- The reaction between a highly carcinogenic molecule, benzopyrene (in its epoxidized form), and a base of the DNA. Benzopyrene is present in the cigarette smoke or the exhaust gases of diesel engines, and by reacting with a base of the DNA, guanine, is going to lead to lung cancer by inducing mutations in certain genes. Researchers demonstrated that when the base next to guanine, cytosine, possesses a methyl group (CH3), the guanine is going to fix much better the carcinogenic molecule. It is fundamental to understand indeed the origin of this difference of reactivity. The application of the tools of quantum chemistry for the study of cancer is a fundamentally innovative approach in the world of research. We have this experience and the elucidation of this mechanism will allow to better address the origin of a lung cancer.

- The mecanistics of ionic channels. An ionic channel is a protein inserted into the biological membrane of a cell. It allows to transport from one side of the membrane to the other (for example from the extracellular medium towards the intracellular one) an ion in a selective and extremely effective way. We more specifically study the potassium (K+) channel, voltage-gated because its functioning depends on the difference of potential existing between both sides of the membrane. A model of this channel, the structure of which was resolved by Roderick MacKinnon (Nobel prize of Chemistry 2003), is the one of a bacterium, Streptomyces lividans, KcsA. In certain neurodegenerative pathologies such as Alzheimer's disease, the neuronal loss ensuing from the apoptosis of neurones is important because it can concern up to 50 % of neurones in certain brain areas. Now it was shown that quite as for the calcium, a massive exodus of potassium can provoke the phenomenon of programmed cell death. An action on potassium channels can thus constitute a therapeutic strategy to slow down neuronal degeneration.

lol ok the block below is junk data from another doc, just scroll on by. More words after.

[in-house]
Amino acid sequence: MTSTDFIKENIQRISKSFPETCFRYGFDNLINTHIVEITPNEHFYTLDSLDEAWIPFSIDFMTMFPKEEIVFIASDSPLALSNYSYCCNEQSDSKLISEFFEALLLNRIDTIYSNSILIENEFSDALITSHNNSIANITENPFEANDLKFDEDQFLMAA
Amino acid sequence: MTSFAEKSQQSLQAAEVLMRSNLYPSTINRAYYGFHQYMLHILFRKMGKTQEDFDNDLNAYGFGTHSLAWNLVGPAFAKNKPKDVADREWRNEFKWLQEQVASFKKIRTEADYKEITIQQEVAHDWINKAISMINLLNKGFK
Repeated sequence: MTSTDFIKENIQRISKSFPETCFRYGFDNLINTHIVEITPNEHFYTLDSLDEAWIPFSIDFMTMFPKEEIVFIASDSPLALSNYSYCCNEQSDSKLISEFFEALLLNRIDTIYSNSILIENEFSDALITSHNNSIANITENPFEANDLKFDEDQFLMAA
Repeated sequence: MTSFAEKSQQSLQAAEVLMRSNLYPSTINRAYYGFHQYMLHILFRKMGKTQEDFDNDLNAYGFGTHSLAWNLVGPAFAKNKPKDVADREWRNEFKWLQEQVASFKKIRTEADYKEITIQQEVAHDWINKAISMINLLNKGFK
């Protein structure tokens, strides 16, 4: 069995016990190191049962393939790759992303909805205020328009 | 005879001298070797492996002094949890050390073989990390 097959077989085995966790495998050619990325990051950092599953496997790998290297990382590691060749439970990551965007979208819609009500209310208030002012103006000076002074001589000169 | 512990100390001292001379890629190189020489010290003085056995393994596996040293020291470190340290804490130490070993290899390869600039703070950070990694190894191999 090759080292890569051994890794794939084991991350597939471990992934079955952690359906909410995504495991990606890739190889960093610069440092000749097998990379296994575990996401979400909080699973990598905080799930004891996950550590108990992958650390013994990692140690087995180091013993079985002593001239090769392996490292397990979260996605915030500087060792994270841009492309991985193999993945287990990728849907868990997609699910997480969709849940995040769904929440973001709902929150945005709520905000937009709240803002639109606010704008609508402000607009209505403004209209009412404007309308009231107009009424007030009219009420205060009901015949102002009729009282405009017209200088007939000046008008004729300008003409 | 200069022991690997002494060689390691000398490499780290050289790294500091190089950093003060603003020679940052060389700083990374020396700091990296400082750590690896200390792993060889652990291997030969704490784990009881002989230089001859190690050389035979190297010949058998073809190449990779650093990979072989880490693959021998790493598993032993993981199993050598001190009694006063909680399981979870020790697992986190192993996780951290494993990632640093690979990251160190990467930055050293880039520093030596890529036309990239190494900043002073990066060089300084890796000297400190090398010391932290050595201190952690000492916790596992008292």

- Protein folding is the Holy Grail of modern biology. As the genetic code (a triplet of bases of the DNA codes for an aminoacid), a code hides itself in the sequence which defines the succession of aminoacids (the elementary bricks) of proteins. Of this sequence, said primary (I), is going to depend the spatial structure of the protein when it will be folded on itself, starting from an initially disordered conformation. The precise and unique final three-dimensional conformation will correspond to the active, functional protein. We get down to clarify the role of the partial electronic charges (fractions of the charge of an electron, dependent on the nature of the atom and on the geometry of the aminoacids chain) for the folding dynamics, as well as to precise a thermodynamic model of folding/unfolding for a particular protein. Any step realized in the direction of a better understanding of the mechanism of folding of proteins is of fundamental importance. Indeed, the only way to get to the 3D structure of a protein is to crystallize it (what can sometimes take years or turn out to be impossible, particularly for membrane proteins) and characterize it by X-rays diffraction, or to perform a study by Nuclear Magnetic Resonance (NMR) in solution, what is long and difficult. The current models do not allow sharp prediction. The human genome was deciphered, but one is far from knowing the structures of proteins coded by all the genes, and thus their function. Furthermore, it is easy to synthesize a given protein sequence, and the knowledge of the link sequence I/3D structure would allow to design numerous medicines.